I heard Marianne call from the bedroom, “Harold, come here. I can’t find my jewellery box!” We had just returned from a brief visit away from home, following our move half way across the country.
Our family moved to Port Alberni, Vancouver Island the summer of 1980, where I had accepted the call to be a pastor in the community. We put our home in Manitoba up for sale, and moved into the church manse next door to the church on a large, steep and wooded lot overlooking the harbour and pulp and paper mill. The highway in and out of town turned into a main street at the bottom of the church property.
By late summer we had settled into the house that was to be our home for several years, and the family next door had two girls about the same age which helped greatly in easing some of the loss they felt.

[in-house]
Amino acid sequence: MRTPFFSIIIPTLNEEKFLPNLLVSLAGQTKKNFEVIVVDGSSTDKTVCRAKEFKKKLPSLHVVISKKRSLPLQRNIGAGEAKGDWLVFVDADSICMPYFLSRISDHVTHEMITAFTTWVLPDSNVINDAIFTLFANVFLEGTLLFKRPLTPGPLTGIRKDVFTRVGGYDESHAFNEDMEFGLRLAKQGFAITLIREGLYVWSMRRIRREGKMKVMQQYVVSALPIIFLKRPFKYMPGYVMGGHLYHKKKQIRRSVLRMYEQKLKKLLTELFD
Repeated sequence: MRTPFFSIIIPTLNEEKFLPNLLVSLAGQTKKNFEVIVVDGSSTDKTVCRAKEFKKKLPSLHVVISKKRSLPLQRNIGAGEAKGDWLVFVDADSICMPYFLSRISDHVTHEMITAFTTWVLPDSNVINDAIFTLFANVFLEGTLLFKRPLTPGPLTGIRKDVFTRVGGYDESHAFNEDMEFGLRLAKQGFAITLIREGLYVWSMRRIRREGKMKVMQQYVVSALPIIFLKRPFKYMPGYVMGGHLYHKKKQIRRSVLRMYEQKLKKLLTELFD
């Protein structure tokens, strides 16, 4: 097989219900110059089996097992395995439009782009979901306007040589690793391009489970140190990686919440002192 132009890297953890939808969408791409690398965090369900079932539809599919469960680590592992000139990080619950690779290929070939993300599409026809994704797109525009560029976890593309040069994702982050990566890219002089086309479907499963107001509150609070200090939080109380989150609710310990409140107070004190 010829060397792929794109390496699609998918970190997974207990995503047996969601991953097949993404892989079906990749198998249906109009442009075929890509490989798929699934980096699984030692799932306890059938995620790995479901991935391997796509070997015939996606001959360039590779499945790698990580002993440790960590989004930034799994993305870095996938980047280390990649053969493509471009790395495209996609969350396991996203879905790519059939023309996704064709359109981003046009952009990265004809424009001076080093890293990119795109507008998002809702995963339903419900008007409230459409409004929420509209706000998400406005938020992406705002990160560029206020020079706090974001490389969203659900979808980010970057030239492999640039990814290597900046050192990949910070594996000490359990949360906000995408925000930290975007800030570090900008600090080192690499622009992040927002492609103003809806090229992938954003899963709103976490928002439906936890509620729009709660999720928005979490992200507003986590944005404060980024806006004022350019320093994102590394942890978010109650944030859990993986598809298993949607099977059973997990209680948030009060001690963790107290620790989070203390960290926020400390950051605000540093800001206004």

Marianne and I had close friends who lived two hours drive away near the community of Mill Bay. Their proximity was as welcome to us as Carolyn and Kathy were to Christine and Heather—friendly faces in a place far from what used to be home. One sunny week end we decided to visit our friends. We had acquired a box of pears from the trees of a generous donor and would finish the canning process upon our return. The house was locked and we set out for a brief day and a half away from home.
We returned home Saturday evening, early enough for our girls to bath and head for bed, which they did immediately on arrival. I do not remember how long we had been in the house before we discovered the break-in.
I couldn’t understand how her jewellery box could be misplaced as we had been in the house long enough to have sorted out the bedrooms. There were unpacked boxes in the basement but they did not contain any of our essentials. I was sure the red vinyl covered box would easily be found. Finding misplaced objects was my role and this would an easy find.